[Show abstract][Hide abstract] ABSTRACT: The objective of this study was to test the hypothesis that gastric bypass surgery (GBS) would favorably impact cardiac remodeling and function.
GBS is increasingly used to treat severe obesity, but there are limited outcome data.
We prospectively studied 423 severely obese patients undergoing GBS and a reference group of severely obese subjects that did not have surgery (n = 733).
At a 2-year follow up, GBS subjects had a large reduction in body mass index compared with the reference group (-15.4 ± 7.2 kg/m(2) vs. -0.03 ± 4.0 kg/m(2); p < 0.0001), as well as significant reductions in waist circumference, systolic blood pressure, heart rate, triglycerides, low-density lipoprotein cholesterol, and insulin resistance. High-density lipoprotein cholesterol increased. The GBS group had reductions in left ventricular (LV) mass index and right ventricular (RV) cavity area. Left atrial volume did not change in GBS but increased in reference subjects. In conjunction with reduced chamber sizes, GBS subjects also had increased LV midwall fractional shortening and RV fractional area change. In multivariable analysis, age, change in body mass index, severity of nocturnal hypoxemia, E/E', and sex were independently associated with LV mass index, whereas surgical status, change in waist circumference, and change in insulin resistance were not.
Marked weight loss in patients undergoing GBS was associated with reverse cardiac remodeling and improved LV and RV function. These data support the use of bariatric surgery to prevent cardiovascular complications in severe obesity.
Journal of the American College of Cardiology 02/2011; 57(6):732-9. DOI:10.1016/j.jacc.2010.10.017 · 16.50 Impact Factor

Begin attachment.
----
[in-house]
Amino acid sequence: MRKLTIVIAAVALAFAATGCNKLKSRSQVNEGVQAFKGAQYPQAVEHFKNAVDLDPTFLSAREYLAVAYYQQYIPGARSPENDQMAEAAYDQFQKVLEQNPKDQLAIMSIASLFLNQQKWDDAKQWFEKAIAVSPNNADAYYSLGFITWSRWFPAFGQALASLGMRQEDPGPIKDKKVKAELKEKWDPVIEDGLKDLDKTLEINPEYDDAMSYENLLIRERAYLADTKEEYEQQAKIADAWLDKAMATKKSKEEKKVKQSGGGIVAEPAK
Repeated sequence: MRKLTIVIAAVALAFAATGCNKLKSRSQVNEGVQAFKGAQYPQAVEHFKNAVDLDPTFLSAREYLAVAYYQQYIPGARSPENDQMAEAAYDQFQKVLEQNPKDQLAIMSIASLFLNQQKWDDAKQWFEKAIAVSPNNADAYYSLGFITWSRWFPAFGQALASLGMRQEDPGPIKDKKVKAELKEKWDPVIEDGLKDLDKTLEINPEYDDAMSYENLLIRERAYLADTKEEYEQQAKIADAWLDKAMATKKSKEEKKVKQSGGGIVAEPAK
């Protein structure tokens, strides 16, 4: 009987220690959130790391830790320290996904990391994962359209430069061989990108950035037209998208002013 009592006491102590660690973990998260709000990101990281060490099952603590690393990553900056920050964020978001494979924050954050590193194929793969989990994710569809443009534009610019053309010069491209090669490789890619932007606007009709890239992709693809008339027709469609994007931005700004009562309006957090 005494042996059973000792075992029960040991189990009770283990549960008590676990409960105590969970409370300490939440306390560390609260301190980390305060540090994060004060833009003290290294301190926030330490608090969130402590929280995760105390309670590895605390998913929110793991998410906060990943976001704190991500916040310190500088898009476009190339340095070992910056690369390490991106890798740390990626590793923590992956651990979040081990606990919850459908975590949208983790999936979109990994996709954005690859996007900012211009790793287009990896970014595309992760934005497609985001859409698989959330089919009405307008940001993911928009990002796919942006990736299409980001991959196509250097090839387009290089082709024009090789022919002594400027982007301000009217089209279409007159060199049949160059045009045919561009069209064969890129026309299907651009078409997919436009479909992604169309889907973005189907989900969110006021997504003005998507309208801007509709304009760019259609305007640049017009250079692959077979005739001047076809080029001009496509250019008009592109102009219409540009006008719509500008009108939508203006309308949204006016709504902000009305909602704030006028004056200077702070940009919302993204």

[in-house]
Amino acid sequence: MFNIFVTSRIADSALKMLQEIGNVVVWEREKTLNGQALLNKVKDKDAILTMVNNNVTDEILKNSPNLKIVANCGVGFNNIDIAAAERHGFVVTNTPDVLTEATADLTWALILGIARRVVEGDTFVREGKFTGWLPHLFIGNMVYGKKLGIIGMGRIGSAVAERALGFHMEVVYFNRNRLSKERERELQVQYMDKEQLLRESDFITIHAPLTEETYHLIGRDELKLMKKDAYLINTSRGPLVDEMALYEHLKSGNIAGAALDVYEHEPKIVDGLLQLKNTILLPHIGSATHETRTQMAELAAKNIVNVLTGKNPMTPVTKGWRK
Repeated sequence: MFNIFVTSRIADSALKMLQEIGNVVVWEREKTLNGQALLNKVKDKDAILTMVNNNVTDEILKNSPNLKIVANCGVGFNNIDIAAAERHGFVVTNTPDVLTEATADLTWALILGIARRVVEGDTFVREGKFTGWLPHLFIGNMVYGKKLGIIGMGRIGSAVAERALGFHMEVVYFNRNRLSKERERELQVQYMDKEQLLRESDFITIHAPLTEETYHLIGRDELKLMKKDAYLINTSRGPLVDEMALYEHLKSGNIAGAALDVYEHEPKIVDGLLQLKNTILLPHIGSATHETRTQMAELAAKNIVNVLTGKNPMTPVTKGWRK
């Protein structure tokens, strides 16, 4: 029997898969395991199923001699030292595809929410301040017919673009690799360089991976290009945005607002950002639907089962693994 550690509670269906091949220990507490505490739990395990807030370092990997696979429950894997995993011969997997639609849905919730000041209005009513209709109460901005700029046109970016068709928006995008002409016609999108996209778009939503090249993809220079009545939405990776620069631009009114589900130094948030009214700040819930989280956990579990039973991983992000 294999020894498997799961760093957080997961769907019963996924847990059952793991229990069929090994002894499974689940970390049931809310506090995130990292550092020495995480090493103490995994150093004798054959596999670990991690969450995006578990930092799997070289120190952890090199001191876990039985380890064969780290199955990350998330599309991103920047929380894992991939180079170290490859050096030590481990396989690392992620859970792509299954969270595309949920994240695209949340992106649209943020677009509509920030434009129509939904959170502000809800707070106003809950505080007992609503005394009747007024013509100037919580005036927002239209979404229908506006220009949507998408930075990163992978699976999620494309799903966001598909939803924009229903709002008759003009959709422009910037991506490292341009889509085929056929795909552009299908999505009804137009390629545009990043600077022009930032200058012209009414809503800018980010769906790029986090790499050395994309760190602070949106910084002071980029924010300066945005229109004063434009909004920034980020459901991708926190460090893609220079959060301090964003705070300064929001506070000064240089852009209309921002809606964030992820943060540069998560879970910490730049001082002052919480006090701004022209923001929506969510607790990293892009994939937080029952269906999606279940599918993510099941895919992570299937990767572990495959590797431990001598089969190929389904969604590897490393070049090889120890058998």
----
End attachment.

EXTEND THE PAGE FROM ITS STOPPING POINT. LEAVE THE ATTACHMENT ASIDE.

[Show abstract][Hide abstract] ABSTRACT: MRI for AF Patient Selection and Ablation Approach. Introduction: Left atrial (LA) fibrosis and ablation related scarring are major predictors of success in rhythm control of atrial fibrillation (AF). We used delayed enhancement MRI (DE-MRI) to stratify AF patients based on pre-ablation fibrosis and also to evaluate ablation-induced scarring in order to identify predictors of a successful ablation. Methods and Results: One hundred and forty-four patients were staged by percent of fibrosis quantified with DE-MRI, relative to the LA wall volume: minimal or Utah stage 1; <5%, mild or Utah stage 2; 5-20%, moderate or Utah stage 3; 20-35%, and extensive or Utah stage 4; >35%. All patients underwent pulmonary vein (PV) isolation and posterior wall and septal debulking. Overall, LA scarring was quantified and PV antra were evaluated for circumferential scarring 3 months post ablation. LA scarring post ablation was comparable across the 4 stages. Most patients had either no (36.8%) or 1 PV (32.6%) antrum circumferentially scarred. Forty-two patients (29%) had recurrent AF over 283 ± 167 days. No recurrences were noted in Utah stage 1. Recurrence was 28% in Utah stage 2, 35% in Utah stage 3, and 56% in Utah stage 4. Recurrence was predicted by circumferential PV scarring in Utah stage 2 and by overall LA wall scarring in Utah stage 3. No recurrence predictors were identified in Utah stage 4. Conclusions: Circumferential PV antral scarring predicts ablation success in mild LA fibrosis, while posterior wall and septal scarring is needed for moderate fibrosis. This may help select the proper candidate and strategy in catheter ablation of AF.
[Show abstract][Hide abstract] ABSTRACT: Salt Lake City, Utah; Farmington, Connecticut; and Rochester, New York Objectives The objective of this study was to test the hypothesis that gastric bypass surgery (GBS) would favorably impact cardiac remodeling and function.